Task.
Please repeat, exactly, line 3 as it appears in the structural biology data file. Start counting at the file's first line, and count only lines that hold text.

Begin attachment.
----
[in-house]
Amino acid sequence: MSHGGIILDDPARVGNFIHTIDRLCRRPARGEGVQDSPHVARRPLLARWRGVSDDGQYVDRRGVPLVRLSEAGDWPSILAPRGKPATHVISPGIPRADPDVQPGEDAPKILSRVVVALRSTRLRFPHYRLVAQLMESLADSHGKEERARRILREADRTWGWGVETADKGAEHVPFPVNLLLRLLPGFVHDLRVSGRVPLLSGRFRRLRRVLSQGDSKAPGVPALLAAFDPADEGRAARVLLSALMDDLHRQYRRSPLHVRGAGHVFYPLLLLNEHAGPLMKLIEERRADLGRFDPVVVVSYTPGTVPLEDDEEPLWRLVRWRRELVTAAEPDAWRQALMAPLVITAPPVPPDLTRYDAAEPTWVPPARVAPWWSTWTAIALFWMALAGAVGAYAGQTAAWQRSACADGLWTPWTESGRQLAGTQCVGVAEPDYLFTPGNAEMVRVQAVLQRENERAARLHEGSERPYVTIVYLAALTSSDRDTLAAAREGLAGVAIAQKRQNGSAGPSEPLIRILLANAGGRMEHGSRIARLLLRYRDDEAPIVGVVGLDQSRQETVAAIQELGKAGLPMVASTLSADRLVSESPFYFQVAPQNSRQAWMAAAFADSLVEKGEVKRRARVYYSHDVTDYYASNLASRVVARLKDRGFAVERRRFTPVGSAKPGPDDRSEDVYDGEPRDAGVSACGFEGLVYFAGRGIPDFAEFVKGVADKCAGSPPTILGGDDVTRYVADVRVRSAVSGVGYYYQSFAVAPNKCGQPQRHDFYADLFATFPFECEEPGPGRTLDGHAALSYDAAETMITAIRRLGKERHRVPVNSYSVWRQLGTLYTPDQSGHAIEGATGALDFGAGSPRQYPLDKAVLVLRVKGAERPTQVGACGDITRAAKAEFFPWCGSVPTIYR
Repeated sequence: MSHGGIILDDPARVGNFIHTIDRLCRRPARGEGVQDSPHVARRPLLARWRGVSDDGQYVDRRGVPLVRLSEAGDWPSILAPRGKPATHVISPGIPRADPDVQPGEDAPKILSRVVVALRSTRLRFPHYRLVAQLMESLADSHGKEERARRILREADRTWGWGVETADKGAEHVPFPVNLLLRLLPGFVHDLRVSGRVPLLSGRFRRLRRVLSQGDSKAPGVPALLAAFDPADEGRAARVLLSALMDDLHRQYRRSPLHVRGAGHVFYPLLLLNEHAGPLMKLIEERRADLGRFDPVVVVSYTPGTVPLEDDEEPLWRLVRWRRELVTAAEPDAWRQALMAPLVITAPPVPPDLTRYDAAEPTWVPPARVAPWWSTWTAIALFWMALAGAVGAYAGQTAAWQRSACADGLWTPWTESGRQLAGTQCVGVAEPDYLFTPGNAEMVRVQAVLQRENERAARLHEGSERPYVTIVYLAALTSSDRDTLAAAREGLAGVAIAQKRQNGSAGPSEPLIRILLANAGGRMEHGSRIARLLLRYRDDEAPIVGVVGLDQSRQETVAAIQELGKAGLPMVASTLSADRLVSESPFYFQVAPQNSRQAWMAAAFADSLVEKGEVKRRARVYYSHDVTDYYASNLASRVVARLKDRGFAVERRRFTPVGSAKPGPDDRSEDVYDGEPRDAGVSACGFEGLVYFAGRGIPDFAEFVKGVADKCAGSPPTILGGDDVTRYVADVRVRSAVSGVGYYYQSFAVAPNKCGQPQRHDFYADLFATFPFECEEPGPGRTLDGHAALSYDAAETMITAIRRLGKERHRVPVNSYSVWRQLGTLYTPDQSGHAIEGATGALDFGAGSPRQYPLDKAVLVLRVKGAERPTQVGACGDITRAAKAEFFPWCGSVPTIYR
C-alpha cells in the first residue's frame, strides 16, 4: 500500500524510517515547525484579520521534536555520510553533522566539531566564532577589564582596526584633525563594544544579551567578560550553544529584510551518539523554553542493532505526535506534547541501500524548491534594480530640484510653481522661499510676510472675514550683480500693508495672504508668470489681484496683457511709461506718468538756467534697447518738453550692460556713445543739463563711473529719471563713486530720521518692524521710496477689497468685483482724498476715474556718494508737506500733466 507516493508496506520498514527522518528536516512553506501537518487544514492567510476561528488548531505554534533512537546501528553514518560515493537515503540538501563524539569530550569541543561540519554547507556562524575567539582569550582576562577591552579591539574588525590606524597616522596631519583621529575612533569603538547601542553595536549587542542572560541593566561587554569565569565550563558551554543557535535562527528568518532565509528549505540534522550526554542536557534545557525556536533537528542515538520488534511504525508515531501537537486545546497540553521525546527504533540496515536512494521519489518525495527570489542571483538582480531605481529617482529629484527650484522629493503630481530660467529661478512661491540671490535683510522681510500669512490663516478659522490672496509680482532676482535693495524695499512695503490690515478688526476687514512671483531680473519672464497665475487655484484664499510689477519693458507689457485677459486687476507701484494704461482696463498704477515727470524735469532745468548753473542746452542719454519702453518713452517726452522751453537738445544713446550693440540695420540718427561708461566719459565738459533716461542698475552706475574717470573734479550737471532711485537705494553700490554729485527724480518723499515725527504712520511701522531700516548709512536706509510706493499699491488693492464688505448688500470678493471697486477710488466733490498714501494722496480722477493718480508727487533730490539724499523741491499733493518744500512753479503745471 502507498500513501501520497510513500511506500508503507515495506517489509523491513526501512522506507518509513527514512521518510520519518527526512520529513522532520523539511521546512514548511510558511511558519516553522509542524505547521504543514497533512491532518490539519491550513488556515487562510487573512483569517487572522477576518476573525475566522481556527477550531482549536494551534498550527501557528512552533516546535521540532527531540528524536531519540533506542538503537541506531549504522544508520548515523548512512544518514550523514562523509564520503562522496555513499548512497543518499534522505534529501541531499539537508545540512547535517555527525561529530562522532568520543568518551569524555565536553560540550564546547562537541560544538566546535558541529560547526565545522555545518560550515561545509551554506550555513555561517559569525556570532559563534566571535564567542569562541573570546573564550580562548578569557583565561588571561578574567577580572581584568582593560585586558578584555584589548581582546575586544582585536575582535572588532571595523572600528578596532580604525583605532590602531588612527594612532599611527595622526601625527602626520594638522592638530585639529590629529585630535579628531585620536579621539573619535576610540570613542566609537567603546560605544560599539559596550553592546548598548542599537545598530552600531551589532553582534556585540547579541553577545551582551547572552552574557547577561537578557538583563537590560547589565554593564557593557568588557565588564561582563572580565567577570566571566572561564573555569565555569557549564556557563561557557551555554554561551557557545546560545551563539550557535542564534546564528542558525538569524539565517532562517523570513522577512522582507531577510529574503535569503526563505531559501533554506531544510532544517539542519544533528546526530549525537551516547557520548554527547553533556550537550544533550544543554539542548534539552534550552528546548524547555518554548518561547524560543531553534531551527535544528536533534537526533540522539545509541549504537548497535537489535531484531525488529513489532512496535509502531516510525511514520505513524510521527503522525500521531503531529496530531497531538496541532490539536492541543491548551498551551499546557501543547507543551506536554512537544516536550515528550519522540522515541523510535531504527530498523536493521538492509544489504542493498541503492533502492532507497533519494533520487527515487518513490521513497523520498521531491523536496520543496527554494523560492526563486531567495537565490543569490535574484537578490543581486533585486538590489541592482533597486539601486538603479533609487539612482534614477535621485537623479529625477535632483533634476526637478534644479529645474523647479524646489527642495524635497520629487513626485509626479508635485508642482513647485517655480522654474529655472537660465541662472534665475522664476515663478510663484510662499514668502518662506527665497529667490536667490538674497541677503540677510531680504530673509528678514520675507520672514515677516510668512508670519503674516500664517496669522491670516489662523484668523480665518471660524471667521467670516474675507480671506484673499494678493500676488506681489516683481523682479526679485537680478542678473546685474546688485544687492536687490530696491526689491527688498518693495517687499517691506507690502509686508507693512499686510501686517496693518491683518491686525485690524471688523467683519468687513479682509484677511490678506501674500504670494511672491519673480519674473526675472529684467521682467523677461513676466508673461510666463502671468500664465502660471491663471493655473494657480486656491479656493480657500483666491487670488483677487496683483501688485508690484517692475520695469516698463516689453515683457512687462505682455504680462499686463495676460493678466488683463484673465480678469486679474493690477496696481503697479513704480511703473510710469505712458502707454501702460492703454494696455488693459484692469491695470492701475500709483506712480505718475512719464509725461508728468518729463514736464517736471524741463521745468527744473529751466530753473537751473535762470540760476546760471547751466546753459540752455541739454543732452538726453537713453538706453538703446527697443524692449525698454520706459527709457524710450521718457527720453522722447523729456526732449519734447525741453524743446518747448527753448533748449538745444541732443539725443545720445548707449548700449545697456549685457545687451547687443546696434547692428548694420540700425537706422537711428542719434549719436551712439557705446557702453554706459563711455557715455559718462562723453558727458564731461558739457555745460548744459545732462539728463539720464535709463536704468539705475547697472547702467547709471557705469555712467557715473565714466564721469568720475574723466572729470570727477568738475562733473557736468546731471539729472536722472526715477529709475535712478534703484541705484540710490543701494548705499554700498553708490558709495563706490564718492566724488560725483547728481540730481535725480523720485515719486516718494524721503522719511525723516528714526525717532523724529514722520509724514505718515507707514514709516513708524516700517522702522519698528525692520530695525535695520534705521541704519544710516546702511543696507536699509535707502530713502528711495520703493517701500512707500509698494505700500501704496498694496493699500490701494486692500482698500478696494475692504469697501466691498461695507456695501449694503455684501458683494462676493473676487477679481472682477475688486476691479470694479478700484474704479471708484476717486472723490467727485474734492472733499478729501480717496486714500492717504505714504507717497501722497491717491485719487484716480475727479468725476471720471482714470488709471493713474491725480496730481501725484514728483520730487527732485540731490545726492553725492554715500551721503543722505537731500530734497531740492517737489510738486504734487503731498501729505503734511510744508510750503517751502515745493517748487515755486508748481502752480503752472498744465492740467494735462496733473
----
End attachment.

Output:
Repeated sequence: MSHGGIILDDPARVGNFIHTIDRLCRRPARGEGVQDSPHVARRPLLARWRGVSDDGQYVDRRGVPLVRLSEAGDWPSILAPRGKPATHVISPGIPRADPDVQPGEDAPKILSRVVVALRSTRLRFPHYRLVAQLMESLADSHGKEERARRILREADRTWGWGVETADKGAEHVPFPVNLLLRLLPGFVHDLRVSGRVPLLSGRFRRLRRVLSQGDSKAPGVPALLAAFDPADEGRAARVLLSALMDDLHRQYRRSPLHVRGAGHVFYPLLLLNEHAGPLMKLIEERRADLGRFDPVVVVSYTPGTVPLEDDEEPLWRLVRWRRELVTAAEPDAWRQALMAPLVITAPPVPPDLTRYDAAEPTWVPPARVAPWWSTWTAIALFWMALAGAVGAYAGQTAAWQRSACADGLWTPWTESGRQLAGTQCVGVAEPDYLFTPGNAEMVRVQAVLQRENERAARLHEGSERPYVTIVYLAALTSSDRDTLAAAREGLAGVAIAQKRQNGSAGPSEPLIRILLANAGGRMEHGSRIARLLLRYRDDEAPIVGVVGLDQSRQETVAAIQELGKAGLPMVASTLSADRLVSESPFYFQVAPQNSRQAWMAAAFADSLVEKGEVKRRARVYYSHDVTDYYASNLASRVVARLKDRGFAVERRRFTPVGSAKPGPDDRSEDVYDGEPRDAGVSACGFEGLVYFAGRGIPDFAEFVKGVADKCAGSPPTILGGDDVTRYVADVRVRSAVSGVGYYYQSFAVAPNKCGQPQRHDFYADLFATFPFECEEPGPGRTLDGHAALSYDAAETMITAIRRLGKERHRVPVNSYSVWRQLGTLYTPDQSGHAIEGATGALDFGAGSPRQYPLDKAVLVLRVKGAERPTQVGACGDITRAAKAEFFPWCGSVPTIYR